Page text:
Students will receive didactic training on the principles of the grant writing process. Students will be required to write specific aims for a grant proposal on a topic of the instructor’s choosing. A class on writing skills will help students form a clear and concise series of specific aims. A class on available citation databases and reference management techniques will guide students on effective literature searches and management of citations. The entire class will critique each set of specific aims in an interactive session.
Food Policy & Applied Nutrition
Alison Brown’s research interests focus on public health nutrition and the development of culturally appropriate nutrition interventions. Under the advisement and mentorship of Dr.
Shibani Ghosh is a public health nutritionist with over 15 years of experience working in the Middle East, Asia and Africa. She is the Associate Director for the Feed the Future Innovation Lab for Nutrition at Tufts University, an Adjunct Assistant Professor at Friedman School, and a Senior Scientist at the Nevin Scrimshaw International Nutrition Foundation.
This course presents the fundamental scientific principles of human nutrition. Students will become familiar with food sources; recommended intake levels; biochemical role; mode of absorption, transport, excretion; deficiency/toxicity symptoms, and potential major public health problems for each macro- and micronutrient.
Eating right as an older adult takes a bit more effort. Even if you stay the same weight as you age, you have less lean muscle mass and your metabolism slows down, which means you need fewer calories than you once did. At the same time, your nutrient needs stay the same or even increase. Your body may have trouble absorbing certain nutrients, such as B12 and magnesium.
That’s why making every bite count is even more important for seniors.
A persistent challenge of development projects is ensuring that the benefits of interventions are sustained after the projects end. However, there is little evidence on the effectiveness of different strategies to ensure the sustainability of development projects’ activities, outcomes, and impacts. The phasing out of development food assistance projects supported by USAID’s Office of Food for Peace (FFP) in Kenya, Honduras, Bolivia, and India provided an opportunity to review the exit strategies and processes that were put into place during the life of the projects and observe their effect on the sustainability of project activities and benefits up to 3 years after the projects ended. FANTA partner, the Friedman School of Nutrition Science and Policy at Tufts University, carried out the FFP-funded multi-year studies, which provide guidance to future FFP projects on how to achieve lasting project benefits, with implications for other development projects as well.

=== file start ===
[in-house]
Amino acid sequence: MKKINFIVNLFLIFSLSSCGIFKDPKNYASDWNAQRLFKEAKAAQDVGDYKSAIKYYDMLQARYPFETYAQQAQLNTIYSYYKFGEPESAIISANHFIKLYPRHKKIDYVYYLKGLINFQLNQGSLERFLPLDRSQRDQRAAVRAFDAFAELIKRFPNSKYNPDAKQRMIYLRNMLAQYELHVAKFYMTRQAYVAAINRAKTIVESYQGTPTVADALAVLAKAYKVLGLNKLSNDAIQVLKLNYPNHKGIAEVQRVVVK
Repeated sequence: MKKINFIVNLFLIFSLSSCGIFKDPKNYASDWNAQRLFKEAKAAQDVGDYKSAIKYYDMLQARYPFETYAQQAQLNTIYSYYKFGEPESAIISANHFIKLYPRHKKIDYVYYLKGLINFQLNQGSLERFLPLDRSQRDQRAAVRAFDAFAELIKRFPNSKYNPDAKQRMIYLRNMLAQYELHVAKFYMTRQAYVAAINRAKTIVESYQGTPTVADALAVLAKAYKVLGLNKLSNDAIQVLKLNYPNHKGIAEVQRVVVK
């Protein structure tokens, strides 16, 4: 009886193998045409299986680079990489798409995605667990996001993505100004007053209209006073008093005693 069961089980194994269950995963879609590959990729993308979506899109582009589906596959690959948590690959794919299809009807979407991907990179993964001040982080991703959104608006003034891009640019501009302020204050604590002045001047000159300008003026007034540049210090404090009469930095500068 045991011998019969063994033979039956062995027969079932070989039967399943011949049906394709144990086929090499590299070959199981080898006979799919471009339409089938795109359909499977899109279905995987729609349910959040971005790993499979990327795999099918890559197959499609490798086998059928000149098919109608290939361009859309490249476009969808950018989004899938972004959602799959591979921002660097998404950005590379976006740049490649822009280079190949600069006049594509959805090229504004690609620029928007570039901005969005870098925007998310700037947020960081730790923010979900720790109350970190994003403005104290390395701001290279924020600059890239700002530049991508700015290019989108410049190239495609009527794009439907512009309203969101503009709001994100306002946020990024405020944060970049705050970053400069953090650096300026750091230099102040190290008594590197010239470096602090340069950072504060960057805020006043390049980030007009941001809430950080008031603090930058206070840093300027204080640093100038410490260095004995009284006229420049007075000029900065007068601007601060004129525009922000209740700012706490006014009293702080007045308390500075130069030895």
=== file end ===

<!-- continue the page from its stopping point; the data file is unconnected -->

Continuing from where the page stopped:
Sustaining Development: A Synthesis of Results from a Four-Country Study of Sustainability and Exit Strategies among Development Food Assistance Projects
Drs. Beatrice Rogers and Jennifer Coates have released the high-level results of a four-country, multi-year study of the sustainability of development gains from several USAID Office of Food for Peace (FFP) development food assistance projects.
A persistent challenge of development projects is ensuring that the benefits of interventions are sustained after the projects end. However, there is little evidence on the effectiveness of different strategies to ensure the sustainability of development projects’ activities, outcomes, and impacts.